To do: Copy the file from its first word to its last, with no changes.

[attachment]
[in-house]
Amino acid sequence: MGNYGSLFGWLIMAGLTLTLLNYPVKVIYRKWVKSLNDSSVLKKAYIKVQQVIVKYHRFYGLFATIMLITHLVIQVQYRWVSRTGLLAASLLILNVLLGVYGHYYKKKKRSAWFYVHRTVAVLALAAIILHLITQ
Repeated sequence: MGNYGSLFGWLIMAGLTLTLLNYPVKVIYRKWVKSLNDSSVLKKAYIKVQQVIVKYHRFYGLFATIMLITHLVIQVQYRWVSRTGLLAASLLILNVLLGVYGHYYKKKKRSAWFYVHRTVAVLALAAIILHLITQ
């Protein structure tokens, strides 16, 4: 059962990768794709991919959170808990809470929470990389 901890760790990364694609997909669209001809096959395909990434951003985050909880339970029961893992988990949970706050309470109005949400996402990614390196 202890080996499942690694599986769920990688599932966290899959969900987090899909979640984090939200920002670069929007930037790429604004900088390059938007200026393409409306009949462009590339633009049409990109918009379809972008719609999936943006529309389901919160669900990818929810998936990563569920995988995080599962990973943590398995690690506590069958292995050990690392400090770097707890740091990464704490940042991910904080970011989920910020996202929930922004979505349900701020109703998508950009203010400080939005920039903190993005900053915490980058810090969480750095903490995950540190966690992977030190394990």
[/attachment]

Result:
[in-house]
Amino acid sequence: MGNYGSLFGWLIMAGLTLTLLNYPVKVIYRKWVKSLNDSSVLKKAYIKVQQVIVKYHRFYGLFATIMLITHLVIQVQYRWVSRTGLLAASLLILNVLLGVYGHYYKKKKRSAWFYVHRTVAVLALAAIILHLITQ
Repeated sequence: MGNYGSLFGWLIMAGLTLTLLNYPVKVIYRKWVKSLNDSSVLKKAYIKVQQVIVKYHRFYGLFATIMLITHLVIQVQYRWVSRTGLLAASLLILNVLLGVYGHYYKKKKRSAWFYVHRTVAVLALAAIILHLITQ
């Protein structure tokens, strides 16, 4: 059962990768794709991919959170808990809470929470990389 901890760790990364694609997909669209001809096959395909990434951003985050909880339970029961893992988990949970706050309470109005949400996402990614390196 202890080996499942690694599986769920990688599932966290899959969900987090899909979640984090939200920002670069929007930037790429604004900088390059938007200026393409409306009949462009590339633009049409990109918009379809972008719609999936943006529309389901919160669900990818929810998936990563569920995988995080599962990973943590398995690690506590069958292995050990690392400090770097707890740091990464704490940042991910904080970011989920910020996202929930922004979505349900701020109703998508950009203010400080939005920039903190993005900053915490980058810090969480750095903490995950540190966690992977030190394990």